Program aims to bridge gaps between technology and health care needs

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In 2005, ear, nose and throat surgeon Dr. Matthew Bromwich invented a simple device in his basement that would allow people to self-treat the most common cause of dizziness in adults, in just minutes.

When he brought his invention to the hospital where he worked at the time, he was told they couldn’t assist him in getting it into the hands of people it could help.

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“We don’t do that here,” Bromwich, now a surgeon at CHEO, was told. He was shocked, but not deterred. So he did it himself.

Bromwich created a company to develop and market that invention — the DizzyFix — and went on to invent and develop five more medical devices.

DizzyFix, which he has since sold, has successfully treated hundreds of thousands of people around the world for a condition called benign paroxysmal positional vertigo. It is a wearable visual guidance tool that helps guide the loose crystals out of the inner ear where they cause dizziness, into other non-reactive areas. The product is sold on Amazon.

Bromwich didn’t stop there. He invented five other medical devices, including Shoe Box, a quick hearing test in a box that is now used as standard procedure for all patients at Bruyère in Ottawa, to quickly identify any undiagnosed hearing deficits.

Now, he is part of a team at the CHEO Research Institute that is focused on helping others develop innovative ideas into usable health products. He is innovation director for CHEO Research Institute’s Technology Enabling Child Health Innovations (TECHI) team and part of a technology focused collaboration between CHEO Research Institute and Bruyère called 8-80.

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On Wednesday, Filomena Tassi, the minister responsible for the Federal Economic Development Agency for Southern Ontario, announced an investment of more than $4 million for 8-80, to provide innovators with coaching and mentorship, seed funding and access to other health innovation supports. They will also work to help innovators in the early stages of product development with planning, industry networking and seed funding.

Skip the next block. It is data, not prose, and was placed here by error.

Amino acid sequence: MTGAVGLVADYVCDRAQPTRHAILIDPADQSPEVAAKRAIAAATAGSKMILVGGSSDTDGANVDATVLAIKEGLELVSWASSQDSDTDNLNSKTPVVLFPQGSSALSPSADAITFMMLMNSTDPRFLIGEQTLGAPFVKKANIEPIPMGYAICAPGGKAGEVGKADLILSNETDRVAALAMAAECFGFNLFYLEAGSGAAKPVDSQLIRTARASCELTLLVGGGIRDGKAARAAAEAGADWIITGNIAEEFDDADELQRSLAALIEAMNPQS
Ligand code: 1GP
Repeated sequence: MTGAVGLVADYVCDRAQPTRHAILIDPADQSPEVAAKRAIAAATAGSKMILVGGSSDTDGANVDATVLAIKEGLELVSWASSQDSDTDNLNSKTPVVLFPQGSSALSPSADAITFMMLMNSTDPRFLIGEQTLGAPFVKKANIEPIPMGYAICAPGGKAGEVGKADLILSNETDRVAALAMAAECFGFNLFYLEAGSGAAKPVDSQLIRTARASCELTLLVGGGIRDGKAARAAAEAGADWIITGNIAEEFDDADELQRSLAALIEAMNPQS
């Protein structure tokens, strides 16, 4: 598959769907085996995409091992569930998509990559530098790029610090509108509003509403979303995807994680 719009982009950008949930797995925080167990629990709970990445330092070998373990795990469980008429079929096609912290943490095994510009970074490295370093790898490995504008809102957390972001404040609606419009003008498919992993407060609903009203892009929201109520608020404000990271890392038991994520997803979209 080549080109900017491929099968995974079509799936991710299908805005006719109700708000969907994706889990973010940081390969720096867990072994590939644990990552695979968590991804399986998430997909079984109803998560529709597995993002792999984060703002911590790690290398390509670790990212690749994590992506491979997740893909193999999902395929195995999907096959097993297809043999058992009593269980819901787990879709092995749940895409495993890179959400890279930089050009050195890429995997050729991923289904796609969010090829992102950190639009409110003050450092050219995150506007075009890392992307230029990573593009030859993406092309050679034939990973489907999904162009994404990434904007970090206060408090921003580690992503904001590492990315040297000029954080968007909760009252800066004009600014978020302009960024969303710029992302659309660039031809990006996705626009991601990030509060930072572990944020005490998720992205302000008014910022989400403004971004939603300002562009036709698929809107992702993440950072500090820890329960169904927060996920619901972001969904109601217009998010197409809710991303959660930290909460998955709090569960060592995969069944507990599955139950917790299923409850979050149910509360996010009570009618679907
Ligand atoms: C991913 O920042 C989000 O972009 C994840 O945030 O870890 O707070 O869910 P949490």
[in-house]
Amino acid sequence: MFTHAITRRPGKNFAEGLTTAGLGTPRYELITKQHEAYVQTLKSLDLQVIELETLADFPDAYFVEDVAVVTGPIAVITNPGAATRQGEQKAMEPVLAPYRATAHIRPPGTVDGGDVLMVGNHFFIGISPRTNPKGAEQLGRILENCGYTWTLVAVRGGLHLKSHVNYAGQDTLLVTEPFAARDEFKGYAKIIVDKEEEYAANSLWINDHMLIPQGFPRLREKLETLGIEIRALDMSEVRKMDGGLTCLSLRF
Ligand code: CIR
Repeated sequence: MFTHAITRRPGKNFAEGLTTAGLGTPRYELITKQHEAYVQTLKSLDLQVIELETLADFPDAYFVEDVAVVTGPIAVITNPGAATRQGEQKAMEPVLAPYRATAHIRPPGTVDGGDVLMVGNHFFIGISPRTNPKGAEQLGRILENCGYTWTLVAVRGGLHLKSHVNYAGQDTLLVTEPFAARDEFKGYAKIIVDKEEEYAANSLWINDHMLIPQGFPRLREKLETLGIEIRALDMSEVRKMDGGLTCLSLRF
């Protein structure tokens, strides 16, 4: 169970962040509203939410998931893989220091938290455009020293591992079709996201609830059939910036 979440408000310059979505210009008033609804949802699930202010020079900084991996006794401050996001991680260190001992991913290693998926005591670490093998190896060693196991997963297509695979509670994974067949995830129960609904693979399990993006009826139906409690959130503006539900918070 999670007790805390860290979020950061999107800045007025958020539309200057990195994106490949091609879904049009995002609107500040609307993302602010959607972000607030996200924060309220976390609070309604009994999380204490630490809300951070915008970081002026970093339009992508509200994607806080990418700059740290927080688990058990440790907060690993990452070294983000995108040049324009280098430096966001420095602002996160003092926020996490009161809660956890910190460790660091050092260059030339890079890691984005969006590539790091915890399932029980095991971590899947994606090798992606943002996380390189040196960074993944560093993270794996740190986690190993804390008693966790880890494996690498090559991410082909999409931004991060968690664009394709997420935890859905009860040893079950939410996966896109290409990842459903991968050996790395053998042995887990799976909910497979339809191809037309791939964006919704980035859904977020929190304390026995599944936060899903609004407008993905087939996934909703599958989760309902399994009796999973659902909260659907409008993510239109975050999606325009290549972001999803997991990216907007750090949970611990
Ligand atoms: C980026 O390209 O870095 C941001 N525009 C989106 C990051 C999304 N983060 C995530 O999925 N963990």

Both CHEO and Bruyère are already making use of high-tech innovations to help patients.

At CHEO, that includes a 3D printing hub from a Canadian startup called PolyUnity that was founded by three doctors, two of whom trained at CHEO.

Being embedded at the CHEO Research Institute allows them to quickly respond to needs, including helping design solutions to problems, using 3D printing, said company officials. They keep a catalogue of all the units, or products, they have printed so they can be easily reordered and reprinted.

The 3D printing hub has created more than 1,000 items since it located at CHEO about 18 months ago, said Dr. Jason Berman, CEO and Scientific Director of the CHEO Research Institute. Those items are now used in labs, clinics, operating rooms and elsewhere.

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“It has been this great partnership of how we take innovation and bring it into the health care system,” said Berman.

When Bromwich met with officials from PolyUnity, he was hoping they could help with a problem at CHEO and most other hospitals — the amount of equipment in need of small repairs that can no longer be used because fixes are not easily found or not available.

“These equipment graveyards are in the basement of every hospital,” he said.

One focus of PolyUnity’s 3D printing hub has been to address that. The company designed a 3D printed part to allow a stretcher to get back into service within hours of the problem arising, said Tom Burn, product and design hub manager with PolyUnity.

Having that capacity is crucial, especially during a time when global supply shortages have made it difficult to find parts to even make small fixes in equipment, said Berman. The partnership with PolyUnity is an example of how the gaps between industry, academia and healthcare can be bridged to solve problems and improve healthcare.

Bromwich is looking for partners to come forward with skills and ideas to help build bridges between business, research and healthcare. CHEO Research Institute is already working with two dozen companies on potential innovations, including employing artificial intelligence to make more efficient use of valuable operating room space, he said.

CHEO Research Institute is hosting a National High-Tech Innovation Conference at the Bayview Yards on Dec. 1 to nurture health innovation and entrepreneurship. For more information: cheoresearch.ca/innovation or [email protected]

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